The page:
L-NOARG-induced catalepsy can be influenced by glutamatergic neurotransmission mediated by NMDA receptors in the inferior colliculus
Iacopucci, Ana Paula
Mello, Rodrigo de Oliveira
Silva, Regina Cláudia Barbosa da [UNIFESP]
Melo-Thomas, Liana [UNIFESP]
Is part ofBehavioural Brain Research
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The inferior colliculus (IC), a midbrain structure that processes acoustic information of aversive nature, is distinguished from other auditory nuclei in the brainstem by its connections with structures of the motor system. Recent evidence relating the IC to motor behavior shows that glutamate-mediated mechanisms in the neural circuits at the IC level modulate haloperidol-induced catalepsy. It has been shown that N-G-nitro-L-arginine (L-NOARG), inhibitor of enzyme nitric oxide synthase (NOS), can induce catalepsy after intraperitoneal (ip), intracerebroventricular or intrastriatal administration. the present study examined whether the catalepsy induced by L-NOARG (ip) can be influenced by collicular glutamatergic mechanisms and if a NO-dependent neural substrate into the IC plays a role in this immobility state. L-NOARG-induced catalepsy was challenged with prior intracollicular microinjections of glutamate NMDA receptor antagonists, AP7 (20 or 40 nmo1/0.5 mu l), or of the NMDA receptor agonist N-methyl-D-aspartate (NMDA, 30 nmo1/0.5 mu l). Catalepsy was evaluated by positioning both forepaws of the rats on an elevated horizontal wooden bar and recording the time for which the animal maintained this position. the results showed that intracollicular microinjection of AP7 previous to systemic injections of L-NOARG (90 mg/kg) significantly attenuated the catalepsy. Conversely, intracollicular microinjection of NMDA increased the time of catalepsy when administered 10 min before systemic L-NOARG (10 or 45 mg/kg). the microinjection of L-NOARG (50 or 100 nmol) directly into the IC was not able to induce catalepsy. These findings suggest that glutamate-mediated mechanisms in the neural circuits of the IC modulate L-NOARG-induced catalepsy and participate in the regulation of motor activity. (C) 2012 Elsevier B.V. All rights reserved.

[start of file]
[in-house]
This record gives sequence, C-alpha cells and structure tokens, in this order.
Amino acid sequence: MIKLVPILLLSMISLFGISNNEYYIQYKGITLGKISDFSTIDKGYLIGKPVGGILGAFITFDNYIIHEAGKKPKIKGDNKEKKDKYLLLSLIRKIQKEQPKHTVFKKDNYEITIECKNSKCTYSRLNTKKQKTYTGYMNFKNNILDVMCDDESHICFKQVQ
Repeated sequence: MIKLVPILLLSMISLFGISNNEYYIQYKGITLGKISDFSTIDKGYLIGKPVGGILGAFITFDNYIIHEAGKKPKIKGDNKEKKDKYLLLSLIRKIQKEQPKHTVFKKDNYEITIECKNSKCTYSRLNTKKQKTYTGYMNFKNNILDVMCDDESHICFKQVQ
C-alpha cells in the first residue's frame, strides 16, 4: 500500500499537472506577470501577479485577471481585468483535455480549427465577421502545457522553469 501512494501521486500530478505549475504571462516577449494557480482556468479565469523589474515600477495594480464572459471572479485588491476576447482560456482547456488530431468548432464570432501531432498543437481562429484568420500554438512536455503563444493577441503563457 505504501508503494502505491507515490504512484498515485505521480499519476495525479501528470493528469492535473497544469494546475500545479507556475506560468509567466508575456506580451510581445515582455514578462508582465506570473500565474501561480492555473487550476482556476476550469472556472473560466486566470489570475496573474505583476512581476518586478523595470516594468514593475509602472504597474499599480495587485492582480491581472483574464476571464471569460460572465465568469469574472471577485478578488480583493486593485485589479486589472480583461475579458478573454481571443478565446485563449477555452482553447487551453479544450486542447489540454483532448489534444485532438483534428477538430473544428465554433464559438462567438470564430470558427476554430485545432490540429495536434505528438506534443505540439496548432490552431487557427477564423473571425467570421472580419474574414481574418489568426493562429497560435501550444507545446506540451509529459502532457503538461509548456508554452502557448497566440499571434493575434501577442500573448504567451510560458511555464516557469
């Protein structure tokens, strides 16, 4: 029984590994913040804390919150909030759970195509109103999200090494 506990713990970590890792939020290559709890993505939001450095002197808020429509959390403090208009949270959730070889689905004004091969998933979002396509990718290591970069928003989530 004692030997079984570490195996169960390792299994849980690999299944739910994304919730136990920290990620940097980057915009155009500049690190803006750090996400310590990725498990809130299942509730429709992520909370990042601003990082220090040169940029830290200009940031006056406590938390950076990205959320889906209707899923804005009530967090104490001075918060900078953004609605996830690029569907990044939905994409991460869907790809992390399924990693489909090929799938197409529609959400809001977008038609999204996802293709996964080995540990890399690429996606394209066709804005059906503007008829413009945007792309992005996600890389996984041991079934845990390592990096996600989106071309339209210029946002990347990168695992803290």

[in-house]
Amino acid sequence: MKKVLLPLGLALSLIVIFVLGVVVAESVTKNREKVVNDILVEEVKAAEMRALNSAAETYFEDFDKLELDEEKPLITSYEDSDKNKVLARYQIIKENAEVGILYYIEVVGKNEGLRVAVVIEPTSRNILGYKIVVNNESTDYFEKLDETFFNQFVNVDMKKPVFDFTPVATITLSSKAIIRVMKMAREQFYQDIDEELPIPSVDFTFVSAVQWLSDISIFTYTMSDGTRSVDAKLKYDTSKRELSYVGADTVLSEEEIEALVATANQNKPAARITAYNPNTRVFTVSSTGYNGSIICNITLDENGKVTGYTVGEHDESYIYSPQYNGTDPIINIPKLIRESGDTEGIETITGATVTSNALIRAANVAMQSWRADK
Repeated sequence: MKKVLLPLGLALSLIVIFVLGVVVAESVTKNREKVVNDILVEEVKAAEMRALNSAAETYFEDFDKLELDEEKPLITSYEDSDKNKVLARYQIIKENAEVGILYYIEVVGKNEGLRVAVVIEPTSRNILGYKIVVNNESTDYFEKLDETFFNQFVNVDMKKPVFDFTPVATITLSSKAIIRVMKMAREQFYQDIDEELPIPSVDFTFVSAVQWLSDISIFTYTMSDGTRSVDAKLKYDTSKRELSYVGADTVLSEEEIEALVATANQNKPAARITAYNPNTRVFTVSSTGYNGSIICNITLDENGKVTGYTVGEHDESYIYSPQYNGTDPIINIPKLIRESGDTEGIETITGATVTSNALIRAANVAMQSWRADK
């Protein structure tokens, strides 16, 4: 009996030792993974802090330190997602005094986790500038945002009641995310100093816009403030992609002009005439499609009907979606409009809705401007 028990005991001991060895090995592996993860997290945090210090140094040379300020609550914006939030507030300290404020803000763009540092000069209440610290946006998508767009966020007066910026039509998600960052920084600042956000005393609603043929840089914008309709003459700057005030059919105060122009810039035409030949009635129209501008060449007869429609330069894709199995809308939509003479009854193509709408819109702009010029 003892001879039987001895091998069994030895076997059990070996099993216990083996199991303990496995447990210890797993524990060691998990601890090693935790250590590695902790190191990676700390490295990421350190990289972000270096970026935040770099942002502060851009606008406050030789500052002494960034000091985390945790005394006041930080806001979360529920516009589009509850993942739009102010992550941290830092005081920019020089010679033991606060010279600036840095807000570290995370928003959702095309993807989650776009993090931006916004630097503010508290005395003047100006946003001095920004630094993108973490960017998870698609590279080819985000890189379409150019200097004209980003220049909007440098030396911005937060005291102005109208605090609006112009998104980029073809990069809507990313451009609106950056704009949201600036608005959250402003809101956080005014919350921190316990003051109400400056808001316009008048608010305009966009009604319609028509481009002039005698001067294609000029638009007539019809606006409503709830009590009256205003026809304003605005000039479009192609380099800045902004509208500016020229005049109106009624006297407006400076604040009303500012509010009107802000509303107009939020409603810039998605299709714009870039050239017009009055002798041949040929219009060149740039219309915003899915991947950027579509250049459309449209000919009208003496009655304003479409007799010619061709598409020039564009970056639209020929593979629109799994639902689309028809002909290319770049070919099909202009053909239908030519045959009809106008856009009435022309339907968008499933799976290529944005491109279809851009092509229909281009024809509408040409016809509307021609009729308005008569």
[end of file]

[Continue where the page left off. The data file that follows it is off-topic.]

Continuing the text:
CitationBehavioural Brain Research. Amsterdam: Elsevier B.V., v. 234, n. 2, p. 149-154, 2012.
SponsorshipFundação de Amparo à Pesquisa do Estado de São Paulo (FAPESP)
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